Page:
With baby boomers entering their retirement years and investment portfolios expanding thanks to the surging stock market, Triangle banks are intent on helping the affluent manage their wealth.
“Banks go where affluent consumers are,” said Tony Plath, a finance professor at UNC Charlotte. “The affluent consumers are the ones in need of wealth management” services.
Factors such as so-so demand for loans and increased regulations have squeezed banks’ profit margins on so-called transactional businesses such as loans and deposits, Plath said. Consequently, “the banks are evolving into being more service-oriented than transaction-oriented.”
That includes wealth management, which encompasses a range of offerings such as: financial planning; investment management; “private banking” services that cater to the special needs of the wealthy; and trusts and estate planning.
“When you talk about wealth management, it’s such a broad umbrella,” said Scott Custer, president and CEO of Raleigh-based VantageSouth Bank.
By definition, wealth management isn’t for the hoi polloi. Many bank wealth management divisions focus on individuals and families with at least $1 million in “investable assets.”
In the Triangle, a number of banks have been upping their game in the wealth management space. A few examples:
• SunTrust Bank recently unveiled a Web-based financial planning tool for its well-heeled clients.
• PNC Bank, which entered the Triangle market two years ago when it acquired RBC Bank, has been diligently building up its wealth management business in the region.
• Wells Fargo added 10 financial advisers for its wealth management business in the eastern half of the state over the past 12 months, a 16 percent increase. And its Wilmington wealth management office anticipates adding five or six new employees after it moves into new, expanded space this summer.
“It’s a business that we’re really focused on expanding in a thoughtful way,” said Greg Carr, regional managing director for Wells Fargo Private Bank.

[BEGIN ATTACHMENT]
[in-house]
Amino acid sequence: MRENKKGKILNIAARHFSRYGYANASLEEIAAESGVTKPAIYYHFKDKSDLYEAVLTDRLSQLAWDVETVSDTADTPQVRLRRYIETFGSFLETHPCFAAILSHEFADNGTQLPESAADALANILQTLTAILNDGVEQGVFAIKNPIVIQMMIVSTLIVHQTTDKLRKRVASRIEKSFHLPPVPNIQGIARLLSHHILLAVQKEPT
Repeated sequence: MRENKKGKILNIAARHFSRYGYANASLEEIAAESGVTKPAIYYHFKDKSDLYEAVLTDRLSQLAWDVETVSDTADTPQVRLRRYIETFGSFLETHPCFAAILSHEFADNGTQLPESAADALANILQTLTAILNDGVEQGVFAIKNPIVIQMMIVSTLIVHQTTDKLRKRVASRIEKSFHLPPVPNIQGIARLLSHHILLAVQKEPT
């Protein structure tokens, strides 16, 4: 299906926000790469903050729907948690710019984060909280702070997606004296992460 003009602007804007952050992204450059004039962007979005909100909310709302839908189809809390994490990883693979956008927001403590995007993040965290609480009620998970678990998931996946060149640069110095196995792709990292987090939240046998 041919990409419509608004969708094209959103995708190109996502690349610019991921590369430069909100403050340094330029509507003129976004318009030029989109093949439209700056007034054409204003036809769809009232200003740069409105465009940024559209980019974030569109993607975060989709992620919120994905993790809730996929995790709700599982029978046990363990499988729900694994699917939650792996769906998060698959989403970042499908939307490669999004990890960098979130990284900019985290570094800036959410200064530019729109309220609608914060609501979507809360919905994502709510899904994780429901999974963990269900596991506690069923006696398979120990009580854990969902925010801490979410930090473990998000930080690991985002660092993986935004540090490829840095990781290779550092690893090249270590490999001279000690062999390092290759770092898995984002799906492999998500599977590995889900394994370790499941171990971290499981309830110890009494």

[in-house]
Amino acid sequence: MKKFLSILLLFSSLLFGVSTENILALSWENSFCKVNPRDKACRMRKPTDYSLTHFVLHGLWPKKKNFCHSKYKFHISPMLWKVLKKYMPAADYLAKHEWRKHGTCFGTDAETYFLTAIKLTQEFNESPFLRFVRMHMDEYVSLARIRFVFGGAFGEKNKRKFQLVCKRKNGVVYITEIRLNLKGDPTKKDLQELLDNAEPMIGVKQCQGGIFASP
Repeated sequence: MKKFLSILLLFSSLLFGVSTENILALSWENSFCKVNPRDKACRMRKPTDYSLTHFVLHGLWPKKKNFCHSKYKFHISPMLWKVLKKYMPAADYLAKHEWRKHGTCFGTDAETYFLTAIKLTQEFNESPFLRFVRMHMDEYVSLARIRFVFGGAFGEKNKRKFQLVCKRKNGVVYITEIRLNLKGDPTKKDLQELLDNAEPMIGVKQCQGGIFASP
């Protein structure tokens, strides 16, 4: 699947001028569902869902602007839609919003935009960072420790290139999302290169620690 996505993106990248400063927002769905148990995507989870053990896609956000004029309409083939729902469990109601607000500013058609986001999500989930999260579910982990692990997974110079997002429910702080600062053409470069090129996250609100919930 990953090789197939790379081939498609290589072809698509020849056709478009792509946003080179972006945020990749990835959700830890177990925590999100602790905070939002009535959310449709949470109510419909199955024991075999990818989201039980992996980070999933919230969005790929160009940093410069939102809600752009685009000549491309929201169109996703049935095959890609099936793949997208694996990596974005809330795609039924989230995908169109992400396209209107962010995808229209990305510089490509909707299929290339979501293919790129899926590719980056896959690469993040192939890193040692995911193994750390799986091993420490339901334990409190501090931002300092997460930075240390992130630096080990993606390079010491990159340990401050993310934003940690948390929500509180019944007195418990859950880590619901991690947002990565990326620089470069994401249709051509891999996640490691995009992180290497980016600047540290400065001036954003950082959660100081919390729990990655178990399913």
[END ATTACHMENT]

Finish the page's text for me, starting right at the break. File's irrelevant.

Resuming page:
The closely watched Standard & Poor’s 500 index jumped 30 percent last year, its best performance since 1997. So it’s no wonder that a recent study by management consulting firm Booz & Co. found that the total assets under management by North American wealth managers now exceeds the levels achieved before the financial crisis.
In addition, profit margins for wealth managers, which took a hit during the recession, are on the upswing, the study found.
That improved profitability stems in part from the advances in the stock market in recent years, because fees for managing investments typically are tied to the amount of assets under management, said Arjun Saxena, a Booz partner. So fees grow as the portfolio grows.
Wealth management also is attractive for banks because “you don’t have the capital requirements and the regulatory constraints that you have in some of the other businesses,” Saxena said. “So they are all looking to scale that business up.”
It’s a crowded field where banks compete with the likes of brokerage firms, financial advisers and stand-alone businesses that focus on wealth management.
The lines are blurred at times. Merrill Lynch, for example, is owned by Bank of America. Wells Fargo owns Abbot Downing, a wealth management business for the ultra-rich – individuals and families with at least $50 million in investable assets.
But, Plath said, banks “have a competitive advantage because they are financial advisers that develop relationships with their client base.”